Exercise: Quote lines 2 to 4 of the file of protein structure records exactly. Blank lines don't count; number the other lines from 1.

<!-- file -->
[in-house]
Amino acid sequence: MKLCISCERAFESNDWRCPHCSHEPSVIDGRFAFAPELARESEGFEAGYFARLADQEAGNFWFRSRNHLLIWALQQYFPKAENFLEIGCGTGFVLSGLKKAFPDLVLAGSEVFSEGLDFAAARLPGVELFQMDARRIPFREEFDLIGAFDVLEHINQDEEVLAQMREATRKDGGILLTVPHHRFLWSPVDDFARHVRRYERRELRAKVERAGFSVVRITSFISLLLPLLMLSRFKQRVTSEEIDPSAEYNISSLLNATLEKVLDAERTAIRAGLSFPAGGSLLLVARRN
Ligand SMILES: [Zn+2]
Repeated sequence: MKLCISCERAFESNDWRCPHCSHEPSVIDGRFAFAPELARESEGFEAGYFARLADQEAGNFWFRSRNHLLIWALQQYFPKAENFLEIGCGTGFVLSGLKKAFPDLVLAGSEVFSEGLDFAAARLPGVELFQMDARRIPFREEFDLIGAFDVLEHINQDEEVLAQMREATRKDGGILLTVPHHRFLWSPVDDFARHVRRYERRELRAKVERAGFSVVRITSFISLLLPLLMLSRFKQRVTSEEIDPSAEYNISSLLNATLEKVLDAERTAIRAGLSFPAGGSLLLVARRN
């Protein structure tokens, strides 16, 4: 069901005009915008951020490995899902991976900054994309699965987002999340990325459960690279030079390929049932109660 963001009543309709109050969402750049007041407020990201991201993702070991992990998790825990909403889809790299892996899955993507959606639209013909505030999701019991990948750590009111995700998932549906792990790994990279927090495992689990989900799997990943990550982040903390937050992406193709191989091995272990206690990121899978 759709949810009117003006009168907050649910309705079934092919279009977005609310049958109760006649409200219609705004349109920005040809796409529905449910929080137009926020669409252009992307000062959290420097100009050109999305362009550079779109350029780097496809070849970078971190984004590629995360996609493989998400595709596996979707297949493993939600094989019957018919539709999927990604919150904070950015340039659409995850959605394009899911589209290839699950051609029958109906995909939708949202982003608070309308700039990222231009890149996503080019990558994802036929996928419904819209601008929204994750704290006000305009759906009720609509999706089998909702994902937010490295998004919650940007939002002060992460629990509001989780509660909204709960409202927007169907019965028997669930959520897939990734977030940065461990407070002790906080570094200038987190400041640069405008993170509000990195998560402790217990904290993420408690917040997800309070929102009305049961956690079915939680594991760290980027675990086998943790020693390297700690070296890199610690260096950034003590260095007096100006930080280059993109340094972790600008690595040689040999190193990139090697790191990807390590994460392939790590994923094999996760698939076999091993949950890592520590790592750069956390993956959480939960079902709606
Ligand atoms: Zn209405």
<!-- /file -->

Amino acid sequence: MKLCISCERAFESNDWRCPHCSHEPSVIDGRFAFAPELARESEGFEAGYFARLADQEAGNFWFRSRNHLLIWALQQYFPKAENFLEIGCGTGFVLSGLKKAFPDLVLAGSEVFSEGLDFAAARLPGVELFQMDARRIPFREEFDLIGAFDVLEHINQDEEVLAQMREATRKDGGILLTVPHHRFLWSPVDDFARHVRRYERRELRAKVERAGFSVVRITSFISLLLPLLMLSRFKQRVTSEEIDPSAEYNISSLLNATLEKVLDAERTAIRAGLSFPAGGSLLLVARRN
Ligand SMILES: [Zn+2]
Repeated sequence: MKLCISCERAFESNDWRCPHCSHEPSVIDGRFAFAPELARESEGFEAGYFARLADQEAGNFWFRSRNHLLIWALQQYFPKAENFLEIGCGTGFVLSGLKKAFPDLVLAGSEVFSEGLDFAAARLPGVELFQMDARRIPFREEFDLIGAFDVLEHINQDEEVLAQMREATRKDGGILLTVPHHRFLWSPVDDFARHVRRYERRELRAKVERAGFSVVRITSFISLLLPLLMLSRFKQRVTSEEIDPSAEYNISSLLNATLEKVLDAERTAIRAGLSFPAGGSLLLVARRN